as the more challenging intermolecular hydroamination

    reactions.5 Moreover, these reactions frequently occur under

    relatively mild conditions. Work by Hill, Carpentier and Sarazin

    have also disclosed that the catalyst activity increases with

    increasing ionic radius of the metal, revealing that magnesium

    displays poor reactivity.5b,6 A similar effect was observed in

    organolanthanide hydroamination catalysis, reported by

    Marks.1b,7 Reports of alkali metal based catalysts are much more

    scarce, although sec-BuLi or Na metal has been known since the

    1950’s.1a,2a,3d,8 Notably alkali-metal catalysed hydroamination

    reactions impose harsh reaction conditions (high temperatures

    long reaction times).

    Mechanistically, it is suggested that alkaline earth metal

    catalysed processes proceed through a metal amide

    intermediate, followed by substrate insertion into the M-N

    bond, since these main group metals cannot operate via

    oxidative addition / reductive elimination steps observed with

    transition metal catalysts. In these examples it is suggested that

    activation of the unsaturated organic fragment takes place by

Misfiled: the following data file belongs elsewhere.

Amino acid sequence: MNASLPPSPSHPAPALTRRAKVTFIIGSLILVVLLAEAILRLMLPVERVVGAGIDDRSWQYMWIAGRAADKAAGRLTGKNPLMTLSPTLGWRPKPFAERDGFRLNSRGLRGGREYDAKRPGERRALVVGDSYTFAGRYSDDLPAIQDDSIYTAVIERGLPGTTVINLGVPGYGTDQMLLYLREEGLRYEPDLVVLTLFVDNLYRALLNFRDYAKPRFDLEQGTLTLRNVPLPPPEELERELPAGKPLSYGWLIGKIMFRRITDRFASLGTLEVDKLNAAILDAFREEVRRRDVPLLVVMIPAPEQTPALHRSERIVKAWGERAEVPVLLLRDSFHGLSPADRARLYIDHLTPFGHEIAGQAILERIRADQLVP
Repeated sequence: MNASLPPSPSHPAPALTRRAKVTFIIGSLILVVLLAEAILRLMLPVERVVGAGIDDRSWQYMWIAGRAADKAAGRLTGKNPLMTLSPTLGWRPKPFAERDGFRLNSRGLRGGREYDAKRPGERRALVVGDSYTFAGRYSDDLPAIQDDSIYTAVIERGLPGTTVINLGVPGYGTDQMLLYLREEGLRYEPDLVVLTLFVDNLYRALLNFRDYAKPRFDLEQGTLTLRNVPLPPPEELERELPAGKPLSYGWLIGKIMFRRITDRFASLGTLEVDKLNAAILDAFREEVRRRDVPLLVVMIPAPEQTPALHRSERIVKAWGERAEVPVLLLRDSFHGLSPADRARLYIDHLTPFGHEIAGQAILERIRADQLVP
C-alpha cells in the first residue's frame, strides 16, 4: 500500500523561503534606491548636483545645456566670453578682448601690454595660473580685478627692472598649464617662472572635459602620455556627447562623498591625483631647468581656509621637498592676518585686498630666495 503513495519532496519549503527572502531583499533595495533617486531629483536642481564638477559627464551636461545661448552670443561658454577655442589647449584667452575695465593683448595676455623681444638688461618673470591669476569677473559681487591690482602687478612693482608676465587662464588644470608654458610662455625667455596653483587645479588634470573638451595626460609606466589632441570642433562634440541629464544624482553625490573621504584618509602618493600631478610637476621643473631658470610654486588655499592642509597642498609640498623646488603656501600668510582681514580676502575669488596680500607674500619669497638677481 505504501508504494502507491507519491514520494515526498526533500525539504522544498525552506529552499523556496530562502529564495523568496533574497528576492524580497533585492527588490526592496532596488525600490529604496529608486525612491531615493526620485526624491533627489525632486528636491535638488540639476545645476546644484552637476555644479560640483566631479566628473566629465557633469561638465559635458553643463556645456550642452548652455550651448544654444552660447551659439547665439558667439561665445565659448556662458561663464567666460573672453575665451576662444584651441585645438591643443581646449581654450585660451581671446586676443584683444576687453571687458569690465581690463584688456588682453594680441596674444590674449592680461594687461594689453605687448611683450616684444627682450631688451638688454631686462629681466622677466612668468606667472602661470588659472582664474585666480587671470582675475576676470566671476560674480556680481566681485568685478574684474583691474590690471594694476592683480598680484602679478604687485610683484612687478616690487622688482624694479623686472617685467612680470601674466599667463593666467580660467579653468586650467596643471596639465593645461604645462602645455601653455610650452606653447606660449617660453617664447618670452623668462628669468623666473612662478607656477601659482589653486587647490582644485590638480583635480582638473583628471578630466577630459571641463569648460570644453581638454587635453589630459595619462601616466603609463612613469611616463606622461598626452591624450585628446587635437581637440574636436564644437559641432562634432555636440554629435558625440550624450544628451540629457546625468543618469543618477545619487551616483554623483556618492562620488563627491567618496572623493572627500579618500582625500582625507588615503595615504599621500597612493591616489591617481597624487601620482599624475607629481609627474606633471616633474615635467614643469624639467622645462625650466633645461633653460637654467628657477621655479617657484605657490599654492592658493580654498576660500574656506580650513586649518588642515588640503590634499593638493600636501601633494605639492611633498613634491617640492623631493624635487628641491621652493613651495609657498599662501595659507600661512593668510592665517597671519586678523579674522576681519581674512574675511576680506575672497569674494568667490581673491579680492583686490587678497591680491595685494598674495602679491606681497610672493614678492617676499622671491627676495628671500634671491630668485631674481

forming electrostatic interactions with the group II metal, which

    leads to the polarization of the π-electron density, facilitating

    the nucleophilic attack by the amide group.3

    Bimetallic catalysts are emerging as alternatives to the more

    conventional single-metal catalytic transformations, providing

    enhanced selectivity and reactivity in a variety of processes.9

    Key to their success is the proximity of the two metals, affording

    scenarios where they operate synergically. The vast majority of

    bimetallic catalysts developed involved transition-metals

    whereas the number of examples using main-group metal

    systems is very limited.10 Within alkali-metal magnesiates,

    unique cooperativity arises because one metal (here an alkali

    metal) can act as a Lewis acid allowing the activation of the

    Dr L. Davin, Dr A. Hernán-Gómez, C. McLaughlin Dr A. R. Kennedy, Dr R. McLellan, Prof. E. Hevia WestCHEM, Department of Pure and Applied Chemistry University of Strathclyde Glasgow, G1 1XL (UK) E-mail: [email protected] † This is a peer reviewed accepted author manuscript of the following research article: Davin, L., Hernán-Gómez, A., McLaughlin, C., Kennedy, A. R., McLellan, R., & Hevia, E. (2019). Alkali metal and stoichiometric effects in intermolecular hydroamination catalysed by lithium, sodium and potassium magnesiates. Dalton Transactions, 48(23), 8122-8130.

    mailto:[email protected]

  • ARTICLE Journal Name

    2 | J. Name., 2012, 00, 1-3 This journal is © The Royal Society of Chemistry 20xx

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    unsaturated organic substrate facilitating the intramolecular

    nucleophilic attack by the highly nucleophilic Lewis basic

    tris(magnesiate) anion (Figure 1).

    Figure 1 Generic depiction of a cooperative bimetallic alkali metal magnesiate catalyst.

    Recently we have shown magnesium activated within a sodium